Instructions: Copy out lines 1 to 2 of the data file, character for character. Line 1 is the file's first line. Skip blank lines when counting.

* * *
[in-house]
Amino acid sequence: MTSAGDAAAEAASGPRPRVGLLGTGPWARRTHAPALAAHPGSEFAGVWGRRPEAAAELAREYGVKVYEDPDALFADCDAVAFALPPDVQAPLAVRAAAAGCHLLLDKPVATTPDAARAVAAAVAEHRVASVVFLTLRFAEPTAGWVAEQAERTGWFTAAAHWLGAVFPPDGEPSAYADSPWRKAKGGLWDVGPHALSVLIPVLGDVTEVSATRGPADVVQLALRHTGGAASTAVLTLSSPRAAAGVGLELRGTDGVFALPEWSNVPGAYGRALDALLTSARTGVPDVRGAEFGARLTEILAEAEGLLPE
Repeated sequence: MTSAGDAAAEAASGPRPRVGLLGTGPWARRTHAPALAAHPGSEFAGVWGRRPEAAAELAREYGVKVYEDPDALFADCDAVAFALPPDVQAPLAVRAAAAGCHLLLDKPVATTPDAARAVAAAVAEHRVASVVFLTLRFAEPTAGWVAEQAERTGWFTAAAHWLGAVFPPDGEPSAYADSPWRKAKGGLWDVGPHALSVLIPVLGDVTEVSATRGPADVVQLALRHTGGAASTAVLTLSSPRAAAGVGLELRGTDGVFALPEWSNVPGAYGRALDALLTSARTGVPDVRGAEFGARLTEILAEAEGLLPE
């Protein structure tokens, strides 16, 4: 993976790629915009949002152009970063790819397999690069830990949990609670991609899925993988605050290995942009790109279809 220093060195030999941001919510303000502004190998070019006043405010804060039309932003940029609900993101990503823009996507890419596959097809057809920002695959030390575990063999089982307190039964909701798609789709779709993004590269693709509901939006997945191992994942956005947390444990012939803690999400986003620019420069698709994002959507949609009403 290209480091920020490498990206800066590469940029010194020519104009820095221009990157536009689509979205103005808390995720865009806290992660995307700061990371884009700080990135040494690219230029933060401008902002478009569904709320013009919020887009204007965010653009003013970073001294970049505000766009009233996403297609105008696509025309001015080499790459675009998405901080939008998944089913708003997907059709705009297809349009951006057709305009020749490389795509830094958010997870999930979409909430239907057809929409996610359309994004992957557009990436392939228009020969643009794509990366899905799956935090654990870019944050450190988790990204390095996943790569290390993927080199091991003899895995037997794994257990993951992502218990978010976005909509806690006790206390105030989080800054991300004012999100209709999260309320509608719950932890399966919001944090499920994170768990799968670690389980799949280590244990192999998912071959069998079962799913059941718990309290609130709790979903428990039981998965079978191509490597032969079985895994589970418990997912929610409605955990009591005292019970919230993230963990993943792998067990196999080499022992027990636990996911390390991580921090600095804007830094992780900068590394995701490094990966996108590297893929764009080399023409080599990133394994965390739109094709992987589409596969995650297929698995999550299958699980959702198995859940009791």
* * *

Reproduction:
[in-house]
Amino acid sequence: MTSAGDAAAEAASGPRPRVGLLGTGPWARRTHAPALAAHPGSEFAGVWGRRPEAAAELAREYGVKVYEDPDALFADCDAVAFALPPDVQAPLAVRAAAAGCHLLLDKPVATTPDAARAVAAAVAEHRVASVVFLTLRFAEPTAGWVAEQAERTGWFTAAAHWLGAVFPPDGEPSAYADSPWRKAKGGLWDVGPHALSVLIPVLGDVTEVSATRGPADVVQLALRHTGGAASTAVLTLSSPRAAAGVGLELRGTDGVFALPEWSNVPGAYGRALDALLTSARTGVPDVRGAEFGARLTEILAEAEGLLPE